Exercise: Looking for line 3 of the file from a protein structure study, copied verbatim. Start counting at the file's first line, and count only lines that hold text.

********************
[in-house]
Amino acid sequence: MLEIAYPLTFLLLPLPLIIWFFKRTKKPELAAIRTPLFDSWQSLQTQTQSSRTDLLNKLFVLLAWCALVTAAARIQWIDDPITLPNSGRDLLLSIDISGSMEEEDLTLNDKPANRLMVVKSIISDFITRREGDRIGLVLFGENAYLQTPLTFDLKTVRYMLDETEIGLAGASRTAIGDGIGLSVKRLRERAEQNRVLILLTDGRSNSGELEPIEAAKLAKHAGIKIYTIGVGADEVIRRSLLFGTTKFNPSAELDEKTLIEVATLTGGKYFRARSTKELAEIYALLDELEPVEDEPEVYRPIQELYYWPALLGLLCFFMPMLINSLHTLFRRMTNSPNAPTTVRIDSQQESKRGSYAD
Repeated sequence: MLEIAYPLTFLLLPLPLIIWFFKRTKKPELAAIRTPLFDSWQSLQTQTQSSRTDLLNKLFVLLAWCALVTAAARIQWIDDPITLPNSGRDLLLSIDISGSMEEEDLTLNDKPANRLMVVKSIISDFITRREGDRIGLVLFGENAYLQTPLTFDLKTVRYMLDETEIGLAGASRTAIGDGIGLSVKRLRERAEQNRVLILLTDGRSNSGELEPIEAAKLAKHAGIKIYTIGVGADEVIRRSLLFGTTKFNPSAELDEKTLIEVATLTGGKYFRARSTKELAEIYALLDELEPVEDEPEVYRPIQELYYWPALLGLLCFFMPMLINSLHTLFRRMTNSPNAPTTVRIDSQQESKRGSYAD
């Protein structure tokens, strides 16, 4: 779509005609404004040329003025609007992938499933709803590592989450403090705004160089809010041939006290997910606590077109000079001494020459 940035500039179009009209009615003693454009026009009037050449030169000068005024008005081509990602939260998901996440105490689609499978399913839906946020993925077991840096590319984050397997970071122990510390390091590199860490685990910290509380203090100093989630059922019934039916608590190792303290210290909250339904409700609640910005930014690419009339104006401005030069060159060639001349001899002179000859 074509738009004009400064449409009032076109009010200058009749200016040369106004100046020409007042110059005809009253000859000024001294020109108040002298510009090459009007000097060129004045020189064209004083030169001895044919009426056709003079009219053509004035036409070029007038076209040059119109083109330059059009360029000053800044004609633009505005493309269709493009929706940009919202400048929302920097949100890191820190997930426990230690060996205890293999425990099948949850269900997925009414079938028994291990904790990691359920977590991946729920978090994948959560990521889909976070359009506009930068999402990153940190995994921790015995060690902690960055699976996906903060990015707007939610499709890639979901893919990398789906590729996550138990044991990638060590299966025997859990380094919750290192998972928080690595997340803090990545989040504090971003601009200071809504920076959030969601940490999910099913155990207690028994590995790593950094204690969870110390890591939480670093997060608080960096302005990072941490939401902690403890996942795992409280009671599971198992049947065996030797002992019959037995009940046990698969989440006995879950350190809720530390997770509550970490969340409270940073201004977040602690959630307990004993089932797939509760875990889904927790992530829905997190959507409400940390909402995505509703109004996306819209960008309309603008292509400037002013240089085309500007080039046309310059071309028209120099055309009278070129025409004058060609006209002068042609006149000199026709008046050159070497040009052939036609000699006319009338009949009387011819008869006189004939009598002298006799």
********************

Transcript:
Repeated sequence: MLEIAYPLTFLLLPLPLIIWFFKRTKKPELAAIRTPLFDSWQSLQTQTQSSRTDLLNKLFVLLAWCALVTAAARIQWIDDPITLPNSGRDLLLSIDISGSMEEEDLTLNDKPANRLMVVKSIISDFITRREGDRIGLVLFGENAYLQTPLTFDLKTVRYMLDETEIGLAGASRTAIGDGIGLSVKRLRERAEQNRVLILLTDGRSNSGELEPIEAAKLAKHAGIKIYTIGVGADEVIRRSLLFGTTKFNPSAELDEKTLIEVATLTGGKYFRARSTKELAEIYALLDELEPVEDEPEVYRPIQELYYWPALLGLLCFFMPMLINSLHTLFRRMTNSPNAPTTVRIDSQQESKRGSYAD